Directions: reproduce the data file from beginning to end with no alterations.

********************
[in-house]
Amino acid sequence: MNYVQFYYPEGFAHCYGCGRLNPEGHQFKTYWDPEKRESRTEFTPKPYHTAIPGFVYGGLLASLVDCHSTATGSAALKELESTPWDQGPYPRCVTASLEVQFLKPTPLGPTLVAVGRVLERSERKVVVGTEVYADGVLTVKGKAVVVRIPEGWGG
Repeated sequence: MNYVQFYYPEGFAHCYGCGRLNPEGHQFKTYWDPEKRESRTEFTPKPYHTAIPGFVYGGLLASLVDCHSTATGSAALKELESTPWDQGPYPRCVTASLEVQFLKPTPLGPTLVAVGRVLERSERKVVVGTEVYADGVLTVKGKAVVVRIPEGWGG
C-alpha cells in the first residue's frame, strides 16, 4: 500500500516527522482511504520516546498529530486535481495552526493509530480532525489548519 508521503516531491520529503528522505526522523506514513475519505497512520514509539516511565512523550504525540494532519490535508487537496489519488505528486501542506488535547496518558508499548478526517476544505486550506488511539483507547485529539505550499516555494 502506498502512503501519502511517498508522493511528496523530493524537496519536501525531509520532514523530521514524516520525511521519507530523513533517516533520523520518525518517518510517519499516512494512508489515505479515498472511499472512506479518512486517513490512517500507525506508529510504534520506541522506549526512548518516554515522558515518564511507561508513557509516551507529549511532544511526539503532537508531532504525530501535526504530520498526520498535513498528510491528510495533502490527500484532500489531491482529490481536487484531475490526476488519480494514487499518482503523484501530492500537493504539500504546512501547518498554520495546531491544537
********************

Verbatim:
[in-house]
Amino acid sequence: MNYVQFYYPEGFAHCYGCGRLNPEGHQFKTYWDPEKRESRTEFTPKPYHTAIPGFVYGGLLASLVDCHSTATGSAALKELESTPWDQGPYPRCVTASLEVQFLKPTPLGPTLVAVGRVLERSERKVVVGTEVYADGVLTVKGKAVVVRIPEGWGG
Repeated sequence: MNYVQFYYPEGFAHCYGCGRLNPEGHQFKTYWDPEKRESRTEFTPKPYHTAIPGFVYGGLLASLVDCHSTATGSAALKELESTPWDQGPYPRCVTASLEVQFLKPTPLGPTLVAVGRVLERSERKVVVGTEVYADGVLTVKGKAVVVRIPEGWGG
C-alpha cells in the first residue's frame, strides 16, 4: 500500500516527522482511504520516546498529530486535481495552526493509530480532525489548519 508521503516531491520529503528522505526522523506514513475519505497512520514509539516511565512523550504525540494532519490535508487537496489519488505528486501542506488535547496518558508499548478526517476544505486550506488511539483507547485529539505550499516555494 502506498502512503501519502511517498508522493511528496523530493524537496519536501525531509520532514523530521514524516520525511521519507530523513533517516533520523520518525518517518510517519499516512494512508489515505479515498472511499472512506479518512486517513490512517500507525506508529510504534520506541522506549526512548518516554515522558515518564511507561508513557509516551507529549511532544511526539503532537508531532504525530501535526504530520498526520498535513498528510491528510495533502490527500484532500489531491482529490481536487484531475490526476488519480494514487499518482503523484501530492500537493504539500504546512501547518498554520495546531491544537